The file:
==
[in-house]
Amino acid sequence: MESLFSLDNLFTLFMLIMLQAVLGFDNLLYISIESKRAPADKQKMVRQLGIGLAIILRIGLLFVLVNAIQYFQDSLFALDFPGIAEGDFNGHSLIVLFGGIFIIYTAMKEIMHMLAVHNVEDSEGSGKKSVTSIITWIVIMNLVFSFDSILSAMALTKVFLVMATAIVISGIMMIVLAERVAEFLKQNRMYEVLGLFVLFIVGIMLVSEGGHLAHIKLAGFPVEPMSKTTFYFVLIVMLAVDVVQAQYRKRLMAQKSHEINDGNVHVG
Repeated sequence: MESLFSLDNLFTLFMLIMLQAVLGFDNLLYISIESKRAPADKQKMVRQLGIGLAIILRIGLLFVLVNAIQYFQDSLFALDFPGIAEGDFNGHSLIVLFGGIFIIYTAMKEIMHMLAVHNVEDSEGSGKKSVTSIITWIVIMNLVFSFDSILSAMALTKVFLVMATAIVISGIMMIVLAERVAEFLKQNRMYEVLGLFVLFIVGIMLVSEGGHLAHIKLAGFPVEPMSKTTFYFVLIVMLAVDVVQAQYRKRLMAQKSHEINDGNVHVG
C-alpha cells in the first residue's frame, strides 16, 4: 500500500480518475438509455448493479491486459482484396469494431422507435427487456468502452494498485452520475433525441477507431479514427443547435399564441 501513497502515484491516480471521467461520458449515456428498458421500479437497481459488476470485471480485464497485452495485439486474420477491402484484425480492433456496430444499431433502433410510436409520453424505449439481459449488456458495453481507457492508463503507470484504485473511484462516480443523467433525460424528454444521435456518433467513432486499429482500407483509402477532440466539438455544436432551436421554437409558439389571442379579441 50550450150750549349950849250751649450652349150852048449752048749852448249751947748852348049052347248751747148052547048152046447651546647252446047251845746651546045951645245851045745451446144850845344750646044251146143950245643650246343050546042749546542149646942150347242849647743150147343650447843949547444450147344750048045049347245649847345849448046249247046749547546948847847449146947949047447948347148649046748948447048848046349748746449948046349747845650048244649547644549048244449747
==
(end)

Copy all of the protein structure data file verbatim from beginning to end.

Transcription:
[in-house]
Amino acid sequence: MESLFSLDNLFTLFMLIMLQAVLGFDNLLYISIESKRAPADKQKMVRQLGIGLAIILRIGLLFVLVNAIQYFQDSLFALDFPGIAEGDFNGHSLIVLFGGIFIIYTAMKEIMHMLAVHNVEDSEGSGKKSVTSIITWIVIMNLVFSFDSILSAMALTKVFLVMATAIVISGIMMIVLAERVAEFLKQNRMYEVLGLFVLFIVGIMLVSEGGHLAHIKLAGFPVEPMSKTTFYFVLIVMLAVDVVQAQYRKRLMAQKSHEINDGNVHVG
Repeated sequence: MESLFSLDNLFTLFMLIMLQAVLGFDNLLYISIESKRAPADKQKMVRQLGIGLAIILRIGLLFVLVNAIQYFQDSLFALDFPGIAEGDFNGHSLIVLFGGIFIIYTAMKEIMHMLAVHNVEDSEGSGKKSVTSIITWIVIMNLVFSFDSILSAMALTKVFLVMATAIVISGIMMIVLAERVAEFLKQNRMYEVLGLFVLFIVGIMLVSEGGHLAHIKLAGFPVEPMSKTTFYFVLIVMLAVDVVQAQYRKRLMAQKSHEINDGNVHVG
C-alpha cells in the first residue's frame, strides 16, 4: 500500500480518475438509455448493479491486459482484396469494431422507435427487456468502452494498485452520475433525441477507431479514427443547435399564441 501513497502515484491516480471521467461520458449515456428498458421500479437497481459488476470485471480485464497485452495485439486474420477491402484484425480492433456496430444499431433502433410510436409520453424505449439481459449488456458495453481507457492508463503507470484504485473511484462516480443523467433525460424528454444521435456518433467513432486499429482500407483509402477532440466539438455544436432551436421554437409558439389571442379579441 50550450150750549349950849250751649450652349150852048449752048749852448249751947748852348049052347248751747148052547048152046447651546647252446047251845746651546045951645245851045745451446144850845344750646044251146143950245643650246343050546042749546542149646942150347242849647743150147343650447843949547444450147344750048045049347245649847345849448046249247046749547546948847847449146947949047447948347148649046748948447048848046349748746449948046349747845650048244649547644549048244449747